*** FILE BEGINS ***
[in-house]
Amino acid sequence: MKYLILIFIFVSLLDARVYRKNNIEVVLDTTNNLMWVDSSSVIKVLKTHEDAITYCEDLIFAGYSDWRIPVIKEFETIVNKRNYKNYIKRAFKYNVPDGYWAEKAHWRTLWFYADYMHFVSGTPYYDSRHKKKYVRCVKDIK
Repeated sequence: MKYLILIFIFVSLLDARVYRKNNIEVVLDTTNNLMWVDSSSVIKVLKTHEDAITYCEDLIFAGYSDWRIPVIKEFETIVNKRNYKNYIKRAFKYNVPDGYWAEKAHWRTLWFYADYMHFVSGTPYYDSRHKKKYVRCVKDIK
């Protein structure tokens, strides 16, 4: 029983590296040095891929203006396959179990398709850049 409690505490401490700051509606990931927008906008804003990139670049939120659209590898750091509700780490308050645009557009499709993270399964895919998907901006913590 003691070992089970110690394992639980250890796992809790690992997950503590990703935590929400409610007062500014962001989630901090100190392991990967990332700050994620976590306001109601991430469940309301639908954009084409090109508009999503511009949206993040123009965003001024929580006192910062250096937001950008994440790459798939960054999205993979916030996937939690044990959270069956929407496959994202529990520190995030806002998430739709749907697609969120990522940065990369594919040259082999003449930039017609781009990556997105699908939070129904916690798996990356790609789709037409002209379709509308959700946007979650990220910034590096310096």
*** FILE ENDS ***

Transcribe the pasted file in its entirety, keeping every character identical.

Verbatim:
[in-house]
Amino acid sequence: MKYLILIFIFVSLLDARVYRKNNIEVVLDTTNNLMWVDSSSVIKVLKTHEDAITYCEDLIFAGYSDWRIPVIKEFETIVNKRNYKNYIKRAFKYNVPDGYWAEKAHWRTLWFYADYMHFVSGTPYYDSRHKKKYVRCVKDIK
Repeated sequence: MKYLILIFIFVSLLDARVYRKNNIEVVLDTTNNLMWVDSSSVIKVLKTHEDAITYCEDLIFAGYSDWRIPVIKEFETIVNKRNYKNYIKRAFKYNVPDGYWAEKAHWRTLWFYADYMHFVSGTPYYDSRHKKKYVRCVKDIK
């Protein structure tokens, strides 16, 4: 029983590296040095891929203006396959179990398709850049 409690505490401490700051509606990931927008906008804003990139670049939120659209590898750091509700780490308050645009557009499709993270399964895919998907901006913590 003691070992089970110690394992639980250890796992809790690992997950503590990703935590929400409610007062500014962001989630901090100190392991990967990332700050994620976590306001109601991430469940309301639908954009084409090109508009999503511009949206993040123009965003001024929580006192910062250096937001950008994440790459798939960054999205993979916030996937939690044990959270069956929407496959994202529990520190995030806002998430739709749907697609969120990522940065990369594919040259082999003449930039017609781009990556997105699908939070129904916690798996990356790609789709037409002209379709509308959700946007979650990220910034590096310096």